As readers of my blog know, I’m always looking for unique and unusual places to write about. This post is about the village of Zacapa in eastern Guatemala which celebrated its centennial in 1976 and, at the same time, began to produce Zacapa premium rum .
The land to the west of Zacapa is composed of acidic volcanic soil and receives long periods of sunlight every day. It is a premier region for growing sugar cane and this sugar cane is used to produce Zacapa premium dark rum using a unique rum making process. Typically rum is made using molasses, a byproduct from the sugar making process. Zacapa uses only the virgin sugar cane honey, the result of the concentrated first press of the sugar cane.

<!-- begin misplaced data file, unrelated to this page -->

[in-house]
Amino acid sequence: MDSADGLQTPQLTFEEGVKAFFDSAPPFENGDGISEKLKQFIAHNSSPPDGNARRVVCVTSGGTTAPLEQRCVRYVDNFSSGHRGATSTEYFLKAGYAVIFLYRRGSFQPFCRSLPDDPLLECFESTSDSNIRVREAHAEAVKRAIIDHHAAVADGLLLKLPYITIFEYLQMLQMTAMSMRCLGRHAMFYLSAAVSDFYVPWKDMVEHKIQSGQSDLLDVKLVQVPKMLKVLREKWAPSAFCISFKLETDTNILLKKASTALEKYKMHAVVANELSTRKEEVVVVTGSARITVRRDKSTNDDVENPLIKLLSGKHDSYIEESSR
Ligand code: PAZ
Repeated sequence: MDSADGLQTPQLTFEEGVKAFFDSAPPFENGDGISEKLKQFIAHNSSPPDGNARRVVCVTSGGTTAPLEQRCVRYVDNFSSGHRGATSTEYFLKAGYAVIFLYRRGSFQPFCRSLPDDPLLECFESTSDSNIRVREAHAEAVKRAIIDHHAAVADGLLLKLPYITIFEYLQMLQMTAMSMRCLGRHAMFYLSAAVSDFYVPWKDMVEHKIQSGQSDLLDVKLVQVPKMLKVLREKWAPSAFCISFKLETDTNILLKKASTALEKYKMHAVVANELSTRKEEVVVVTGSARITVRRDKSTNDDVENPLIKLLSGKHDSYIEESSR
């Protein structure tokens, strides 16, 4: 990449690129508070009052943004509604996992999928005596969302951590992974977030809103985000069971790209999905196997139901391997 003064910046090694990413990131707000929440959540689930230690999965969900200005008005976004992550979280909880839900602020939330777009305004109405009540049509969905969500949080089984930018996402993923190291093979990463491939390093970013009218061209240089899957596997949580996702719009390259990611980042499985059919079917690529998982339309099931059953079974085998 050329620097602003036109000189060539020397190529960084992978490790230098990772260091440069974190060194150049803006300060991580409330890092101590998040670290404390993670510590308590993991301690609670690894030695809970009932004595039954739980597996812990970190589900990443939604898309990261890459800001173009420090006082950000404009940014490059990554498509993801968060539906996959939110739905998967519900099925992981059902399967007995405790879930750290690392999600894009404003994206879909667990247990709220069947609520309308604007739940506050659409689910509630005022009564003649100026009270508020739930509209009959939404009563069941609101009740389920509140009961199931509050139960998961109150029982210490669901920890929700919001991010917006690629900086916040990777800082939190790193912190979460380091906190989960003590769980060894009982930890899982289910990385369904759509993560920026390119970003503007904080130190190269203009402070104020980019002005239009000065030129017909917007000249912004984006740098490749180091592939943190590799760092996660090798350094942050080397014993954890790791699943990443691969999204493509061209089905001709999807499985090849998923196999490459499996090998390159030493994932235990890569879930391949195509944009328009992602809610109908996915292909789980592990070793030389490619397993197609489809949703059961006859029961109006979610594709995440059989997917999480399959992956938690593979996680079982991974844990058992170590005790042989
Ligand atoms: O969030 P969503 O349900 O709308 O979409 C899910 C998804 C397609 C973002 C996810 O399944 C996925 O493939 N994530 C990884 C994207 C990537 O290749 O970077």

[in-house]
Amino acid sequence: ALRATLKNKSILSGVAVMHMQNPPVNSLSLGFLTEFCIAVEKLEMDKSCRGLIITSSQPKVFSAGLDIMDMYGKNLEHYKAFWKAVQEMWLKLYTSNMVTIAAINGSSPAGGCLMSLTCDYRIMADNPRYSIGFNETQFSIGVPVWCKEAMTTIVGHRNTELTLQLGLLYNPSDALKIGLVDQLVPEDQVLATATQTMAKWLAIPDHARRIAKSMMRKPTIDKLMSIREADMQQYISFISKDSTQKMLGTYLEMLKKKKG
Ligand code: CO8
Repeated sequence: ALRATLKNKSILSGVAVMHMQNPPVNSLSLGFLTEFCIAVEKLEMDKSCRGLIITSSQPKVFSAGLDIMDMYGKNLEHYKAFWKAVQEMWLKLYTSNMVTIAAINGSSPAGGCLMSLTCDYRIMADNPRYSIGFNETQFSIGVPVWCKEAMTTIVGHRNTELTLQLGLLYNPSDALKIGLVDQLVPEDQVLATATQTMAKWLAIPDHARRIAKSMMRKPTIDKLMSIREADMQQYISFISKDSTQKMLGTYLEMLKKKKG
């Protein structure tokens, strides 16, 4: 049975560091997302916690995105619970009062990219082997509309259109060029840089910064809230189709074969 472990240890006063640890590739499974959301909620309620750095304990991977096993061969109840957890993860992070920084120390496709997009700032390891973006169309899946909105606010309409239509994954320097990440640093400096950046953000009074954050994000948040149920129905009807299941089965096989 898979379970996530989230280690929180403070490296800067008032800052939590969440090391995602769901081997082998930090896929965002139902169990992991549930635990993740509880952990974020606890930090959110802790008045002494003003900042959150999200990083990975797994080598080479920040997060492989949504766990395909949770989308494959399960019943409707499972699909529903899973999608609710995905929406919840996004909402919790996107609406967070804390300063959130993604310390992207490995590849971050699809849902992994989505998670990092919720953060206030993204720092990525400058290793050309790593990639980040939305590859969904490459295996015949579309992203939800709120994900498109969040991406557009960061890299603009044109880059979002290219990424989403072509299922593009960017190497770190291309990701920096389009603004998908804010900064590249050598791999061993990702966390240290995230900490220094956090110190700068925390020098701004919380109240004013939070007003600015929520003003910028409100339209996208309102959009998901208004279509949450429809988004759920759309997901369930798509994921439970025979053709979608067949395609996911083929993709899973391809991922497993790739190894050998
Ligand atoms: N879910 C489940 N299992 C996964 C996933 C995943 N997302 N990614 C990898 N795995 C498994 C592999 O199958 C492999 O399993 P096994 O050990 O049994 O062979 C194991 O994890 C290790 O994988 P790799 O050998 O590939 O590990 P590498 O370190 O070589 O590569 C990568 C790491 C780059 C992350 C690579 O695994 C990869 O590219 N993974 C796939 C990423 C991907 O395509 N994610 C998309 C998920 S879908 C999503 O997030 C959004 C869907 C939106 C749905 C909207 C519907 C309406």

What really gives this rum its remarkable taste is the aging process it goes through. The rum is aged in the Quetzaltenango highlands, located 2,300 metres above sea level. The cool mountain air helps to slow the aging processes, giving the rum a unique complex flavor. Based upon a process that the Spaniards used over 500 years ago when they aged sherry, all of the rum is passed through casks that were used for other alcoholic products: American whisky, Oloroso sherry and Perdo Ximenez wines. Each of these casks gives the aged rum its special characteristics, resulting in Zacapa rum’s unique taste.
For rum drinkers looking for something unusual, join the Zacapa Society at www.zacaparum.com. Society members not only will learn more about this premium rum brand but may also have the change to influence the society’s direction. There is even the possibility of society members picking up a reward for their help.